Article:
Other answers are most welcome, but here I will outline the process through which I went to find a reference that you can cite for a hydrogen pseudopotential. Hopefully this will help you find references for other other elements, and to dig deeper on your own in cases where references for these types of things seem harder to find.
I followed the URL in your question, and as you said, it lead to a link to the ABINIT database. From there I clicked the link that said "Atomic data / pseudopotentials", then the link that said "Recommended norm-conserving pseudo potentials" which got me to this page. By clicking the H in the first periodic table shown, I obtained a file called
H.psp8 which says in a comment:
#While it is not required under the terms of the GNU GPL, it is
#suggested that you cite D. R. Hamann, Phys. Rev. B 88, 085117 (2013)
#in any publication utilizing these pseudopotentials.
Therefore, for that specific norm-conserving pseudo-potential, you can cite D. R. Hamann, Phys. Rev. B 88, 085117 (2013).
The numbers in there, such as
-5.26468 don't show up in, for example, the PSF file that we get by clicking the
H button directly on the site whose link you provided.
So if you want, you may have to apply similar techniques of digging into things in order to find a reference for the data in that PSF file. Also note though, that one of the ABINIT pages that I previously mentioned but for which I didn't yet provide a link (here it is) says:
"To use ABINIT in specific conditions it is recommended to produce
your own atomic data sets.
This is the case, for example, if one wants to make simulations in
specific thermodynamic conditions, or use specific
exchange-correlation functionals, etc...
- Norm-conserving pseudo potential generators
- PAW atomic data file generators
If you follow that advice, you can generate your own data, and cite the program (from any one of the links in the quote directly above). Citing these programs seems a lot more straightforward than finding the citations for data given in databases that don't make it clear where they got the data (though generating one's own data is not the most convenient way to get a pseudopotential). While looking through all this, I've found some pesudopotential files in which there's no citation provided and not even anything close to a clue: this, along with the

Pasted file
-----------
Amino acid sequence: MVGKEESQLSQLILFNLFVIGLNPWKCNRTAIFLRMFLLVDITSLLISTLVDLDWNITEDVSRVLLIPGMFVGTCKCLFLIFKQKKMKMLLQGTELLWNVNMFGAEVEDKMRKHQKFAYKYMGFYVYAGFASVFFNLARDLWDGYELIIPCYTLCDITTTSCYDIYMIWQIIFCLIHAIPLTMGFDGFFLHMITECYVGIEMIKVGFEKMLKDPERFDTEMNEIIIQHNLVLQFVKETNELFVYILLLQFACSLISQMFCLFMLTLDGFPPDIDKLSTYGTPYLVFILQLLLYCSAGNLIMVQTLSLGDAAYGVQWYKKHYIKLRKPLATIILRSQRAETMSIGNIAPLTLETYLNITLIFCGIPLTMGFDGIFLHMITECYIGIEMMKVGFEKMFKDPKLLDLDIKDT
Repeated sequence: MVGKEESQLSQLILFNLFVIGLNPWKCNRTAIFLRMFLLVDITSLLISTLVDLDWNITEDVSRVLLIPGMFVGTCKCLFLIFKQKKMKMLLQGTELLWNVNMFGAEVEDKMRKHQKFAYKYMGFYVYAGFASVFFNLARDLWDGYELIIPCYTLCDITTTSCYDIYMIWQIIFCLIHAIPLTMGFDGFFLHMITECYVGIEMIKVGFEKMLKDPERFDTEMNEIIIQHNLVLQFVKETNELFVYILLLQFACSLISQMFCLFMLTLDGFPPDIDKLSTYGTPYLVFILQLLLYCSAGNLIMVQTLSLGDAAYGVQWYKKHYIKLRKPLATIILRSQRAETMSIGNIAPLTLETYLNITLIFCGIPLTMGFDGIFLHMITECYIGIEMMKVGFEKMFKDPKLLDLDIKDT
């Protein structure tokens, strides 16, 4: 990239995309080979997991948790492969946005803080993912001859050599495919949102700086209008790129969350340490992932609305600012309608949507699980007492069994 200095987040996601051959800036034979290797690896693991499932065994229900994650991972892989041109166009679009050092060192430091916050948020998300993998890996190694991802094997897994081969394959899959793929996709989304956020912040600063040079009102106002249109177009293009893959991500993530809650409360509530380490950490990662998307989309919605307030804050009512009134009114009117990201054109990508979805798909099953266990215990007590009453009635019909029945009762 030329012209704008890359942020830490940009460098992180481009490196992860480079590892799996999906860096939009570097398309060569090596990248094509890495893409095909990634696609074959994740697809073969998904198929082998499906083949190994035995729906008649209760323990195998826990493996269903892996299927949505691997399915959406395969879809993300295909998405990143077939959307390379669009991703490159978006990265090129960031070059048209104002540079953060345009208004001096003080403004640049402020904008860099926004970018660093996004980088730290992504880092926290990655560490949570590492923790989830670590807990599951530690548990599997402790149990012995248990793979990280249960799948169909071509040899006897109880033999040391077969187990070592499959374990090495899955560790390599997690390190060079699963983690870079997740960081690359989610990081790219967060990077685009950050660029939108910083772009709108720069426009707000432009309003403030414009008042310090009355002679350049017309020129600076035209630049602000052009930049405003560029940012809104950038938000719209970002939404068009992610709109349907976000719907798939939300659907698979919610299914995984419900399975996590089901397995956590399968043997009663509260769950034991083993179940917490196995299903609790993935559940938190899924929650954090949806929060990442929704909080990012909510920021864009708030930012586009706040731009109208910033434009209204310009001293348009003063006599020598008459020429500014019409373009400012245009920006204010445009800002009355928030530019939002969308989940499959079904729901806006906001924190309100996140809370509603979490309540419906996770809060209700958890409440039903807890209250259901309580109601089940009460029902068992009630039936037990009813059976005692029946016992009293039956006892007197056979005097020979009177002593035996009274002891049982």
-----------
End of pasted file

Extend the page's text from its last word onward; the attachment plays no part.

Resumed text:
comment above by Hamann that says "While it is not required under the terms of the GNU GPL, it is suggested that you cite [...]" suggests that the authors of these pseudopotentials are not so fussed about getting citations for use of their pseudopotentials, and the lack of easily-accessible citation information given by SIESTA and ABINIT suggests that the "common practice" of citing this type of pseudopotential data is quite different from the common practice for citing basis sets, as you can see MOLPRO's equivalent online database for basis sets gives references, for example the cc-pVDZ basis set for hydrogen is here along with the literature citation:
"H : T.H. Dunning, Jr. J. Chem. Phys. 90, 1007 (1989)."
Note though, that even when using basis sets, a lot of people don't give citations for the original papers from which the basis set came, such as the Dunning paper mentioned directly above, but this is usually because they don't know any better. You are doing the right thing by trying to find citations for the pseudopotentials you're using.